Many stories fail before a writer ever sits down at the keyboard. They suffer from the question not asked, the detail not gathered, the moment not noticed. Interviewing remains the most important part of journalistic storytelling. But interviewing itself is requires a range of skills that can be learned and strengthened over time, and applied to different reporting situations. We’ll identify the purpose of various interviews, and explore how the purpose shapes the approach. Then we’ll drill down on interviewing as a vibrant and strategic dynamic that elicits accountability, verifiable facts, dazzling quotes, relevant anecdotes and telling detail, and that turns subjects into storytellers. Led by Jacqui Banaszynski, Knight Chair professor at the Missouri School of Journalism.
3:45-5:15 p.m. Ethics panel: Current dilemmas journalists face in a digital world
Social media policies: How do organizations worldwide shape social media policies? We’ll examine social media as a source, and what ethics should prevail for live-blogging/tweeting. Vancouver riots: B.C. courts ordered Vancouver newsrooms submit all unpublished footage of the June 15 riot. How should newsrooms respond to these court orders? Is this debate changed by the fact that citizens posted photos online in an effort to identify suspects? Reporting when the cat’s out of the bag: How ethically did news organizations report on the Twitter account that chronicled Vic Toews’ messy divorce? Does hiding information people are discussing support or undermine our ethical standards? Discussion featuring Bert Bruser, counsel, Toronto Star, Lisa Taylor, Ryerson University, Stephen J.A. Ward, director, Center for Ethics, University of Wisconsin-Madison School of Journalism and Mass Communication, and moderator Ted Fairhurst, law and ethics professor, Centennial College joint journalism program with the University of Toronto Scarborough.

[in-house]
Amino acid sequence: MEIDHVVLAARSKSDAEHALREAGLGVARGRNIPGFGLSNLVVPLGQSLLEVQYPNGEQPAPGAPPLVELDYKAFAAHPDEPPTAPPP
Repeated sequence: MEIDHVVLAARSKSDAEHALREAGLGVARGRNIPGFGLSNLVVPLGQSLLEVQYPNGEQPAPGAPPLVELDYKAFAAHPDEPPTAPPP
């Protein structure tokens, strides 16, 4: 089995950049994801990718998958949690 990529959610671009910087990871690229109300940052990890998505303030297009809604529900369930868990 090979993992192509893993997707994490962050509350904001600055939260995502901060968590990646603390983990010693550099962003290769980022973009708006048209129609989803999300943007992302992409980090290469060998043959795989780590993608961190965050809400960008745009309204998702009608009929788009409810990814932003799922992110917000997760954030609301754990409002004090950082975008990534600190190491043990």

3:45-5:15 p.m. Speed dating: Networking sessions in small groups with managers from some of Canada’s top newsrooms
A session idea borrowed from the FPJQ and the Ontario Association of Broadcasters, featuring: Scott White, editor in chief, The Canadian Press, Joanne MacDonald, vice president of news, manager of CP24 Toronto, Anne Lavrih, 680 News Toronto, National Post, Jennifer McGuire, Editor in Chief CBC News, Kim Elliott, Rabble’s Publisher, Tim Shore, blogTO’s Publisher, John Racovali, National Post’s City Editor, Lauren McKeon, This Magazine’s Editor, Lara Zarum, The Grid’s Production Editor, and Cristina Reynolds, Elle Canada’s Managing Editor. Bring your resumes, your ideas or just sit and chat for a few minutes!
10:30-11:30 a.m. Keynote speaker: Thomas Mulcair
Thomas Mulcair, the Outremont MP elected leader of the Official Opposition and leader of Canada’s New Democrats last month, will speak to delegates during a keynote address. He has been asked to reflect on his first 30 days in office and agreed to a short question-and-answer period.
11:45 a.m.-2 p.m. Data mining: How to get real answers out of your toughest sources
This hands-on workshop will teach how to use powerful free tools such as ScraperWiki, Google Refine and BuzzData to scrape large data files off the web, mine them for meaningful trends quickly and publish your findings privately to your team or publicly to the world.
Coding web-scrapers from scratch will not be covered during the workshop, however, scripts will be provided to run and experiment with, as well as programming reference material and cheat sheets for those interested in learning to code.
Led by Momoko Price, journalist and communications director of Toronto startup BuzzData. Introduction by Shauna Rempel, #CAJ2012 co-chair.